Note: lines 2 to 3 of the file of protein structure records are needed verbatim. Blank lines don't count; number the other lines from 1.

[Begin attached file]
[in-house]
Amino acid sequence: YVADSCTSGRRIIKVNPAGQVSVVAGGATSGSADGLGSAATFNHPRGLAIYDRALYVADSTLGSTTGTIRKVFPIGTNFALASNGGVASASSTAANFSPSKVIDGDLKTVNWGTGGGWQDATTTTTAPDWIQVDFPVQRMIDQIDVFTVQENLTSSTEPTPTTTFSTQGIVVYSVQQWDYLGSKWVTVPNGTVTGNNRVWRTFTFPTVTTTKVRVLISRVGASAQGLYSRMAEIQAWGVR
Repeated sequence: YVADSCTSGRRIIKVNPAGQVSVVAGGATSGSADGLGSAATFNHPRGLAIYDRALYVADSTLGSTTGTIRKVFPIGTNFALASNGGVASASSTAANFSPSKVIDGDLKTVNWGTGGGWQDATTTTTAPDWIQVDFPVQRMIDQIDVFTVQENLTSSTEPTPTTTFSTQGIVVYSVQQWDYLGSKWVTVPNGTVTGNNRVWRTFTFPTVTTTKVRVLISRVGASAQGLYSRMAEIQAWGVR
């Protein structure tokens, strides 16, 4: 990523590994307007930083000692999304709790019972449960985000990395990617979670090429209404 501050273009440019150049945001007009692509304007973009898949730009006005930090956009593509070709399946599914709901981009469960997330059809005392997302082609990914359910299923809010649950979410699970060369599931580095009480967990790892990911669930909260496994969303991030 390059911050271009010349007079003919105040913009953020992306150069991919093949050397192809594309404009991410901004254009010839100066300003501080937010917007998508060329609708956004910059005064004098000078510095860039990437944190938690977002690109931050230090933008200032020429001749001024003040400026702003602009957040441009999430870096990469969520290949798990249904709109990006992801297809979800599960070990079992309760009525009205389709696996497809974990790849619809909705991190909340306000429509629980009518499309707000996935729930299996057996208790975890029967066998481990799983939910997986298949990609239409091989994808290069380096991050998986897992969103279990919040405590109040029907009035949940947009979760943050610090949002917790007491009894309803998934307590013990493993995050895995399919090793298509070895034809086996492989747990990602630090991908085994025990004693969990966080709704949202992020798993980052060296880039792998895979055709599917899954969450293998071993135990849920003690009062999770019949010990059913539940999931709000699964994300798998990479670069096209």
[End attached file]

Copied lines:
Amino acid sequence: YVADSCTSGRRIIKVNPAGQVSVVAGGATSGSADGLGSAATFNHPRGLAIYDRALYVADSTLGSTTGTIRKVFPIGTNFALASNGGVASASSTAANFSPSKVIDGDLKTVNWGTGGGWQDATTTTTAPDWIQVDFPVQRMIDQIDVFTVQENLTSSTEPTPTTTFSTQGIVVYSVQQWDYLGSKWVTVPNGTVTGNNRVWRTFTFPTVTTTKVRVLISRVGASAQGLYSRMAEIQAWGVR
Repeated sequence: YVADSCTSGRRIIKVNPAGQVSVVAGGATSGSADGLGSAATFNHPRGLAIYDRALYVADSTLGSTTGTIRKVFPIGTNFALASNGGVASASSTAANFSPSKVIDGDLKTVNWGTGGGWQDATTTTTAPDWIQVDFPVQRMIDQIDVFTVQENLTSSTEPTPTTTFSTQGIVVYSVQQWDYLGSKWVTVPNGTVTGNNRVWRTFTFPTVTTTKVRVLISRVGASAQGLYSRMAEIQAWGVR